Foot Issues

Osteoarthritis of the Ankle

OA is usually considered a type of degenerative arthritis, or wear and tear arthritis. Doctors consider OA pretty much the same whether it appears years after an injury to the joint or whether it appears without any history of injury. It behaves more or less the same way.

Over the past several years, there has been increasing evidence that OA is genetic, meaning that it runs in families. OA that occurs without any injury may prove to be related to differences in the chemical makeup of articular cartilage. People are born with these differences.

Injury to a joint, such as a bad sprain or fracture, can cause damage to the articular cartilage. The cartilage can be bruised when too much pressure is exerted on it. This damages the cartilage, although if you look at the surface it may not appear to be any different. The injury to the material doesn’t show up until months later. Sometimes the cartilage surface is damaged even more severely, and pieces of the cartilage are ripped from the bone. These pieces do not heal back and usually must be removed from the joint surgically. If not, they may float around in the joint, causing the joint to catch and be painful. These fragments of cartilage may also do more damage to the joint surface.

Once this cartilage is ripped away, it does not normally grow back. Unlike bone, holes in the surface are not simply replaced by the cartilage tissue around the hole. Instead the defects are filled with scar tissue. The scar tissue that forms is not nearly as good a material for covering joint surfaces as the cartilage it replaces. It just can’t support weight and isn’t smooth like true articular cartilage.

An injury to a joint, even if it does not injure the articular cartilage directly, can alter how the joint works. This is true for a fracture where the bone fragments heal differently from the way they were before the break occurred. It is also true when ligaments are damaged that lead to instability in the joint. When an injury results in a change in the way the joint moves, the injury may increase the forces on the articular cartilage. This is similar to any mechanical device or machinery. If the mechanism is out of balance, it wears out faster.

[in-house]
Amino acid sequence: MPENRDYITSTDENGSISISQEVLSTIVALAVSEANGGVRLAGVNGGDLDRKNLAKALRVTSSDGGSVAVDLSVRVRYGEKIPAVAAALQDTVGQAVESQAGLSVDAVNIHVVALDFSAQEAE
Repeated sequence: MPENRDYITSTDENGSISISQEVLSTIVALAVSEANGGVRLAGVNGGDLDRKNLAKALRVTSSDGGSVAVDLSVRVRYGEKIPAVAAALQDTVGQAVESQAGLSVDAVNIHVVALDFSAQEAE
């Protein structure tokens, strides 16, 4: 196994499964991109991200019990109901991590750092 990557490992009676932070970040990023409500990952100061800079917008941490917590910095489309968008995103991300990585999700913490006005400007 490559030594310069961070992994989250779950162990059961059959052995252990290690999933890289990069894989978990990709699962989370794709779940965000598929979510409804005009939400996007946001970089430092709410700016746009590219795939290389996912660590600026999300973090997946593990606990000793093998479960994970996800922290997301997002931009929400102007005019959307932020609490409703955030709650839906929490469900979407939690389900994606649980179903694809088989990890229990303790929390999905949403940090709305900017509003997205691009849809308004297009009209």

Over many years this imbalance in the joint mechanics can lead to damage to the articular surface. Since articular cartilage cannot heal itself very well, the damage adds up. Finally, the joint is no longer able to compensate for the increasing damage, and it begins to hurt. The damage occurs well before the pain begins.

In summary, arthritis may come from differences in how each of us is put together based on our genes, a condition best described as OA. Or arthritis may develop years after an injury that leads to slow damage to the joint surfaces, a condition probably best described as post-traumatic arthritis. Either way the joint is worn out, and it hurts. For the purposes of this document, we will refer to both types as OA.

Pain is the main problem with arthritis of any joint. This pain occurs at first only related to activity. Usually, once the activity gets underway there is not much pain, but after resting for several minutes the pain and stiffness increase. Later, when the condition worsens, pain may be present even at rest. The pain may interfere with sleep. The joint may swell, fill with fluid, and feel tight, especially following increased activity. As the articular cartilage starts to wear off thejoint surface, the joint may squeak when moved. Doctors refer to this sound as crepitation.

OA will eventually affect the motion of a joint. The joint becomes stiff and loses flexibility. Certain movements can become painful, and it may become difficult to trust the joint to hold your weight in certain positions. The body has a pain reflex such that when a joint is put into a position that causes pain the muscles around the joint may stop workingwithout warning. This reflex can cause a person to stumble or even fall when arthritis affects the ankle joint.

When OA has reached a very severe stage, the bone itself under the articular cartilage may become worn away. This can lead to increasing deformities around the joint. In the final stages, the alignment of the bones can begin to form odd angles where they meet at the joint.